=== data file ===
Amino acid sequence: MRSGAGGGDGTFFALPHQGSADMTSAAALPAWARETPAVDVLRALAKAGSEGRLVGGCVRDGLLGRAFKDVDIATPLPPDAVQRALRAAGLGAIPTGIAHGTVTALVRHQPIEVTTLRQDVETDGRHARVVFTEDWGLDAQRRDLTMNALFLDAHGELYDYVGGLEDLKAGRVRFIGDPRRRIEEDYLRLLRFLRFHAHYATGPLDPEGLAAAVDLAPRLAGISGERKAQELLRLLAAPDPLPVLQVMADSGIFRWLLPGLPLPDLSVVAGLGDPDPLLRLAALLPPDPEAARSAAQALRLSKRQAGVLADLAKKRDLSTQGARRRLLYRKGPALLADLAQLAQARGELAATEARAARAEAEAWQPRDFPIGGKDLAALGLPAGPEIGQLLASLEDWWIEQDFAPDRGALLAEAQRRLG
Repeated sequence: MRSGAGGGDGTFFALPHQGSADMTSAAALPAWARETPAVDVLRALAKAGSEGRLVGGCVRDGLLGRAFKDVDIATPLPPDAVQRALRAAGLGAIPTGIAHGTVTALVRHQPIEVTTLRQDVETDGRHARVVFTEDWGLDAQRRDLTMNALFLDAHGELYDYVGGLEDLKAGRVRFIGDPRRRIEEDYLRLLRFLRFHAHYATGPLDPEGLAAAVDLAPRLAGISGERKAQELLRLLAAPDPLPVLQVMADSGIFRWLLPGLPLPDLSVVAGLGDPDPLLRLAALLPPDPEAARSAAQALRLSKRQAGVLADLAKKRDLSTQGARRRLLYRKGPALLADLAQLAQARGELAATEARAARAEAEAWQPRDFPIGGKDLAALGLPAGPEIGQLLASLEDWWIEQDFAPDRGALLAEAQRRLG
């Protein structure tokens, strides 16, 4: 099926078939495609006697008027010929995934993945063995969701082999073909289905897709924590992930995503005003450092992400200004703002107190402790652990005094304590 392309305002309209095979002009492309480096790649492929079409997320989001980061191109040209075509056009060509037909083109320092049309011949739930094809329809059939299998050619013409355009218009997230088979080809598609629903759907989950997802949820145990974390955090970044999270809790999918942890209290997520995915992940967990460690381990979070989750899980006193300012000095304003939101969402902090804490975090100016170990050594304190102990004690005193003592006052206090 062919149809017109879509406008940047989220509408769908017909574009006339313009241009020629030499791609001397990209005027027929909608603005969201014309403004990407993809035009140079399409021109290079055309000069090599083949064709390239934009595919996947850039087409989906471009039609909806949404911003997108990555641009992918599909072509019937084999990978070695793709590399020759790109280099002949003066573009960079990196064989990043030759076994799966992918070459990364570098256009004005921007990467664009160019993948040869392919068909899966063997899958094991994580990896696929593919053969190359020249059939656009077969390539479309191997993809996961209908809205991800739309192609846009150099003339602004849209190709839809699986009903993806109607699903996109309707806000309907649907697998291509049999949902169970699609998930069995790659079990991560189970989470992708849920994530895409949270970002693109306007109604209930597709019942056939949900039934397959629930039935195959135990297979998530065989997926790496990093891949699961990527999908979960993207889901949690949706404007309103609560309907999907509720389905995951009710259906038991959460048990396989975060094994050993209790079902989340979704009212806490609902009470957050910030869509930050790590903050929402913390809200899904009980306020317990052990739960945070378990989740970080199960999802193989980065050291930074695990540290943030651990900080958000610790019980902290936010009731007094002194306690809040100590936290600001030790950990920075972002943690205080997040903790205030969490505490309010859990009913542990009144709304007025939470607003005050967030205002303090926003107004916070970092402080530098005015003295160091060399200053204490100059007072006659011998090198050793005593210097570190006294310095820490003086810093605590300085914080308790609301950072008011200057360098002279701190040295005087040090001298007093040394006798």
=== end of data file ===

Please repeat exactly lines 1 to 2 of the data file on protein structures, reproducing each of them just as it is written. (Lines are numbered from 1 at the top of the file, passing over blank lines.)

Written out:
Amino acid sequence: MRSGAGGGDGTFFALPHQGSADMTSAAALPAWARETPAVDVLRALAKAGSEGRLVGGCVRDGLLGRAFKDVDIATPLPPDAVQRALRAAGLGAIPTGIAHGTVTALVRHQPIEVTTLRQDVETDGRHARVVFTEDWGLDAQRRDLTMNALFLDAHGELYDYVGGLEDLKAGRVRFIGDPRRRIEEDYLRLLRFLRFHAHYATGPLDPEGLAAAVDLAPRLAGISGERKAQELLRLLAAPDPLPVLQVMADSGIFRWLLPGLPLPDLSVVAGLGDPDPLLRLAALLPPDPEAARSAAQALRLSKRQAGVLADLAKKRDLSTQGARRRLLYRKGPALLADLAQLAQARGELAATEARAARAEAEAWQPRDFPIGGKDLAALGLPAGPEIGQLLASLEDWWIEQDFAPDRGALLAEAQRRLG
Repeated sequence: MRSGAGGGDGTFFALPHQGSADMTSAAALPAWARETPAVDVLRALAKAGSEGRLVGGCVRDGLLGRAFKDVDIATPLPPDAVQRALRAAGLGAIPTGIAHGTVTALVRHQPIEVTTLRQDVETDGRHARVVFTEDWGLDAQRRDLTMNALFLDAHGELYDYVGGLEDLKAGRVRFIGDPRRRIEEDYLRLLRFLRFHAHYATGPLDPEGLAAAVDLAPRLAGISGERKAQELLRLLAAPDPLPVLQVMADSGIFRWLLPGLPLPDLSVVAGLGDPDPLLRLAALLPPDPEAARSAAQALRLSKRQAGVLADLAKKRDLSTQGARRRLLYRKGPALLADLAQLAQARGELAATEARAARAEAEAWQPRDFPIGGKDLAALGLPAGPEIGQLLASLEDWWIEQDFAPDRGALLAEAQRRLG